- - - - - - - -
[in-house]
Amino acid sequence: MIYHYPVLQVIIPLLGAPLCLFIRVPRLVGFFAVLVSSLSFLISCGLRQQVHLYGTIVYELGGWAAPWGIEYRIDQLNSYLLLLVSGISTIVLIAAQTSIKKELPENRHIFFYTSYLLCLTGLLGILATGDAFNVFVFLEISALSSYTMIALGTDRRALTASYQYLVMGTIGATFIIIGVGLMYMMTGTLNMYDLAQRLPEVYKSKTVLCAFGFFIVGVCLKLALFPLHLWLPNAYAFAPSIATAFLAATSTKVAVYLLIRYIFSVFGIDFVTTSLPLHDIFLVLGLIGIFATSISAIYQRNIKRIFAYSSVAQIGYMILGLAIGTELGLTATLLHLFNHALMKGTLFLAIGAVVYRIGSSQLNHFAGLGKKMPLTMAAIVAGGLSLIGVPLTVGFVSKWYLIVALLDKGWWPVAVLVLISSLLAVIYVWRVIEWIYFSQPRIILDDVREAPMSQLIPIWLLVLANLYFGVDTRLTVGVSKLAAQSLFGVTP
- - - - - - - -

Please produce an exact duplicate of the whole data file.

[in-house]
Amino acid sequence: MIYHYPVLQVIIPLLGAPLCLFIRVPRLVGFFAVLVSSLSFLISCGLRQQVHLYGTIVYELGGWAAPWGIEYRIDQLNSYLLLLVSGISTIVLIAAQTSIKKELPENRHIFFYTSYLLCLTGLLGILATGDAFNVFVFLEISALSSYTMIALGTDRRALTASYQYLVMGTIGATFIIIGVGLMYMMTGTLNMYDLAQRLPEVYKSKTVLCAFGFFIVGVCLKLALFPLHLWLPNAYAFAPSIATAFLAATSTKVAVYLLIRYIFSVFGIDFVTTSLPLHDIFLVLGLIGIFATSISAIYQRNIKRIFAYSSVAQIGYMILGLAIGTELGLTATLLHLFNHALMKGTLFLAIGAVVYRIGSSQLNHFAGLGKKMPLTMAAIVAGGLSLIGVPLTVGFVSKWYLIVALLDKGWWPVAVLVLISSLLAVIYVWRVIEWIYFSQPRIILDDVREAPMSQLIPIWLLVLANLYFGVDTRLTVGVSKLAAQSLFGVTP